3. Plans and planning build confidence in ourselves and in those we lead. They look to you for decisiveness and action. You feel better about yourself when you make decisions and take action.
  4. Plans and planning create something out of nothing, make more out of less. Ideas mean things, result in tangible differences.
  5. Plans and planning eliminate some surprises (not all…some).
  6. Plans and planning protect you and your assets (people and things) against most losses.
  7. Plans and planning expands your thinking because it forces you to explore options.
  8. Plans and planning force you to examine the future and decide on who you want to be, where you want to be, and what you want to accomplish. It determines your legacy. It does not leave legacy to chance.

You’re the person with vision. It is far too precious to abandon that vision to the fates of chance and circumstance. As John Schaar said, “The future is not some place we are going to, but one we are creating. The paths are not to be found but made, and the activity of making them changes both the maker and the destination.”


6 benefits of strategic planning

path-trhough-years-smallI just came from my monthly SCORE meeting. In case you are unfamiliar with SCORE, it is the Service Corps Of Retired Executives, a volunteer division of the Small Business Administration. Some of us aren’t quite retired in the do little else but play golf sense, but it is made up of business men and women with many, many years of experience. In our chapter there are 27 members, each with at least 40 years of real life practice in the business world. That means over a thousand years of street smarts available to help…and we offer mentoring at no charge. (If you want or need free expert advice, check out your local SCORE office. You can find a list at

I was conducting a workshop on Social Media Marketing (which explains why I am a little late posting this blog today – Sorry!). One of the key points most of our mentors focus on is the business plan and it has prompted me that some might be confused when I am writing about planning.

A strategic plan is NOT the same as a business plan. Here are the key differences:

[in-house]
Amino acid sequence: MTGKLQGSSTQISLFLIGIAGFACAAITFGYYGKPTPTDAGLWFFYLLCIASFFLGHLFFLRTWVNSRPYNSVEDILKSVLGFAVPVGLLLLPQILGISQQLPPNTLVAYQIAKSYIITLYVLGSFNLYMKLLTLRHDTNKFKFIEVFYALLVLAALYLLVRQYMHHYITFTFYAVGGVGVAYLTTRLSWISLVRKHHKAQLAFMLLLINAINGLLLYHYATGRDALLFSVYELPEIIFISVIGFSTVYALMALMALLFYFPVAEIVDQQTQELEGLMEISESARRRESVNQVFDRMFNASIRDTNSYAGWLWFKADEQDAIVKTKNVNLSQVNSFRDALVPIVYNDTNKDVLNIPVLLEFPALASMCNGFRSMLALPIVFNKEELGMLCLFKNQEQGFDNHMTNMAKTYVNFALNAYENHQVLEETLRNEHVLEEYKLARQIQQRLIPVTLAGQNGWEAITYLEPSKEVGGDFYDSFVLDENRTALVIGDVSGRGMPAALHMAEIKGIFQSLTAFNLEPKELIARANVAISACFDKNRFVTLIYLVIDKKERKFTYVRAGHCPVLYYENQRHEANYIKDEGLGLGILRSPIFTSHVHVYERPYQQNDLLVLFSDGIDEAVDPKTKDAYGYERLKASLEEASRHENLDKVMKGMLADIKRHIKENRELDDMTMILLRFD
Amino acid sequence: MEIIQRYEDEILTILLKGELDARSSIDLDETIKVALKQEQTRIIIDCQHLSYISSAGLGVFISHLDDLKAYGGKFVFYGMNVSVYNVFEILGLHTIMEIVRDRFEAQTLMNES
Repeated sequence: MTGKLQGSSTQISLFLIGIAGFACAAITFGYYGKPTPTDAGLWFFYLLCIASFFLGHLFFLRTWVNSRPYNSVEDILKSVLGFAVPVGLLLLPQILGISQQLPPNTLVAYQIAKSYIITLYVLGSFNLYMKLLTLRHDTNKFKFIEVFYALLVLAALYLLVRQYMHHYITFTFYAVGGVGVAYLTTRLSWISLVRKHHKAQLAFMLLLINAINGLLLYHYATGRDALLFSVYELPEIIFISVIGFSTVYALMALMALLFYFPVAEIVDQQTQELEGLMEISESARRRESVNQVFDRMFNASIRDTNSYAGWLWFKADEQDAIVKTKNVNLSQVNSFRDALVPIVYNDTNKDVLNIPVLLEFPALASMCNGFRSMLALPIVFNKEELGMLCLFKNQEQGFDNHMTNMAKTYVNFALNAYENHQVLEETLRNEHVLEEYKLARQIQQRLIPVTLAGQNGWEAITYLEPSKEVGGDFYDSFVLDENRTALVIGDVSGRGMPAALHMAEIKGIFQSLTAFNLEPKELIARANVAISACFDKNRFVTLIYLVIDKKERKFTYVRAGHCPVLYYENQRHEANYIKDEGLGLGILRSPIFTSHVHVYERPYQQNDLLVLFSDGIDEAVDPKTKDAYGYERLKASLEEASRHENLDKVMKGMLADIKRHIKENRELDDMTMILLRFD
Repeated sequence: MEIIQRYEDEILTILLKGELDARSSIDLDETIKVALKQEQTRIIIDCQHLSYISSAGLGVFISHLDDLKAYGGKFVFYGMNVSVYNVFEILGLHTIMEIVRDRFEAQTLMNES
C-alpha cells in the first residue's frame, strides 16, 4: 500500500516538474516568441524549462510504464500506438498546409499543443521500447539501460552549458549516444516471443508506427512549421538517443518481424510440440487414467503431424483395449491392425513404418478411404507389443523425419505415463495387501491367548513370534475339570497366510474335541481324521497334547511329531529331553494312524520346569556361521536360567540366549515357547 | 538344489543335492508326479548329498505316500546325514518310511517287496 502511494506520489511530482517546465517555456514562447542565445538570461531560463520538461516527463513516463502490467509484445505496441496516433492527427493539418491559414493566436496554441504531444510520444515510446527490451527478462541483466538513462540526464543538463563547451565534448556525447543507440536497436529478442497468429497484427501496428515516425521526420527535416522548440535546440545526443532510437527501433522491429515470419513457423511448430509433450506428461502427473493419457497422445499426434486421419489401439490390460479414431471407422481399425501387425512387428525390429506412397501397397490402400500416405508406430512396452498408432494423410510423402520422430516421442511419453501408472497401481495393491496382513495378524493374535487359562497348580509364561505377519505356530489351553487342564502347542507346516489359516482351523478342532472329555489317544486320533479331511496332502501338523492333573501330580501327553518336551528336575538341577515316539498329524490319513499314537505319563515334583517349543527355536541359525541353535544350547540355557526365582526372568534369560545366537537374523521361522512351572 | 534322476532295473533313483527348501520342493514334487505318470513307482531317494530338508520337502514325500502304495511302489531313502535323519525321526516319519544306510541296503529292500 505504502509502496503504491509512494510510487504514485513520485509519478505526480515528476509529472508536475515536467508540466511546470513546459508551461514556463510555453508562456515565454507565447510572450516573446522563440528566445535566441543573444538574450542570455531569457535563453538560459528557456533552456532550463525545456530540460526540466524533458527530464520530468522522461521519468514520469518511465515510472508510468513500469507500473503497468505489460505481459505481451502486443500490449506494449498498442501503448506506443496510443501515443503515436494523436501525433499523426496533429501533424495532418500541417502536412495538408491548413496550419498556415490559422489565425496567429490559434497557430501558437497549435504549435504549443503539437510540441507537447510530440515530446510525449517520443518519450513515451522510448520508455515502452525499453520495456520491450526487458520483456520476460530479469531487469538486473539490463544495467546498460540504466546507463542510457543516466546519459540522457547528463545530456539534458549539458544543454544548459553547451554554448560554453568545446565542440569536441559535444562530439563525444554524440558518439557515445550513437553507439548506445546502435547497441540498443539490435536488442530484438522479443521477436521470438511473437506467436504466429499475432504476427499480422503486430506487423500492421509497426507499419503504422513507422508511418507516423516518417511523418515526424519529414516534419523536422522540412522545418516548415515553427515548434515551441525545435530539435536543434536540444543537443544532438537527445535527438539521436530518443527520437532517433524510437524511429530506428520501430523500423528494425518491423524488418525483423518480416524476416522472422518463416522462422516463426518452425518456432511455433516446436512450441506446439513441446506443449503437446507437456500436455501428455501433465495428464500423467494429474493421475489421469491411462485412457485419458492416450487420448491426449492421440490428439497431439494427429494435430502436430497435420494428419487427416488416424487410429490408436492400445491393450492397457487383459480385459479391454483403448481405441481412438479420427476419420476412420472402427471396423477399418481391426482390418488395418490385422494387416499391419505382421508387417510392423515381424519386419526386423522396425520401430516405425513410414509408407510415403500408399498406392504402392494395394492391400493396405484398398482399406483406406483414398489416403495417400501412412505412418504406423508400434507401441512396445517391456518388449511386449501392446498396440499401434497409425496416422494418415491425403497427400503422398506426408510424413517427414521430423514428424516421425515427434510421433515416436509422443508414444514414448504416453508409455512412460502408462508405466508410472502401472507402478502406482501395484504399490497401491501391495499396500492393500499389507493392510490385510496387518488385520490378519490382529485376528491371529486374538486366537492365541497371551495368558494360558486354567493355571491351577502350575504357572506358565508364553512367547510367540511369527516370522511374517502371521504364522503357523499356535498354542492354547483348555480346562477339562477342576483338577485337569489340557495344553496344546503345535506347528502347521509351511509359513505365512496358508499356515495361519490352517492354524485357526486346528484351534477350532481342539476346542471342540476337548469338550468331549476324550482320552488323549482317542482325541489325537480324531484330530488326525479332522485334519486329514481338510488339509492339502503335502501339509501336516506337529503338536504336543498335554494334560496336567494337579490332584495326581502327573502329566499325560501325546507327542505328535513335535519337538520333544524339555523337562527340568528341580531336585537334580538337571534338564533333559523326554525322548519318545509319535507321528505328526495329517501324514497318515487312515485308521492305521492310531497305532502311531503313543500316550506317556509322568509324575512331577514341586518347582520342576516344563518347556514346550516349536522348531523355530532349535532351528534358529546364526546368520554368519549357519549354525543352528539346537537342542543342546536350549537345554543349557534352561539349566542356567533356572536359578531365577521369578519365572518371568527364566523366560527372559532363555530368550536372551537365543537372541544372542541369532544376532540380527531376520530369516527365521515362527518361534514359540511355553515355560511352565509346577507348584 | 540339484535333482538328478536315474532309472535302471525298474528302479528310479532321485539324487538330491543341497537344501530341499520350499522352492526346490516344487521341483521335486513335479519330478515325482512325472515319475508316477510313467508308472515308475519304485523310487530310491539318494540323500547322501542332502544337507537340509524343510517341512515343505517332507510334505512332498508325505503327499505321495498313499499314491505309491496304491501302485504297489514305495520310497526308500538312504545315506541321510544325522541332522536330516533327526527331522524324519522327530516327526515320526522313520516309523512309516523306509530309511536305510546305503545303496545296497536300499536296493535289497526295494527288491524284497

Business Plan

  • Prepare for a specific product or service
  • Identify specific customers for the product or service
  • Used internally and externally

Strategic Plan

  • Engage entire management team/company
  • Clarify overall purpose/mission of the company
  • Determine priorities to achieve
  • Primarily used internally

Both business plans and strategic plans have their place, but this discussion is limited to strategic planning. Here is what strategic planning will do for you:

Determine areas on which you can focus your resources. A strategic plan forces you and your leadership team(s) to think on concrete, specific terms. Because you have developed and articulated vision, you have decided who you are and what you want to be. Therefore some decisions, those things you will not do and not become, have already been made. You can then focus. And the ability to focus is primary to the ability to excel.

Develop a consensus within your management team. I wrote about this already here. Consensus does not mean that everyone accepts and embraces the vision without question. Clarifications are often necessary and it will demand your powers of persuasion and influence to bring everyone on board. Consequently, it may be necessary to eventually encourage disputing partners to find a better place to apply their efforts. Consensus is absolutely imperative. Why? Because two visions is di-vision and no organization can progress when internal struggles for per-eminence of vision drains away energy, effort, and attention that should be applied to forward progress.

Gain a sense of security with employees. An oft quoted axiom is “Where there is no vision the people just wander around.” Strategic planning makes the vision, which can seem distant and fuzzy, concrete and focused. Vision always mean changes and new emphases. A concrete strategic plan has handles on it, handles that employees can grab on to.

Set reasonable and attainable objectives – This is where the rubber hits the road. Strategic planning sessions often fail because they neglect to specify who will do what by when. If those three components are not included, your plan is nothing more than a nice idea.

Establish metrics for the company – The issue, at this point in the development of your company, is not so much getting there, it’s going there. Major American highways have mile-markers which serve as locators along the way. Metrics for the company serve the same purpose. They measure progress (or the lack of it) along the way. It is absolutely imperative that a leader knows precisely what’s going on and it cannot be done if there are no measuring devices along the way.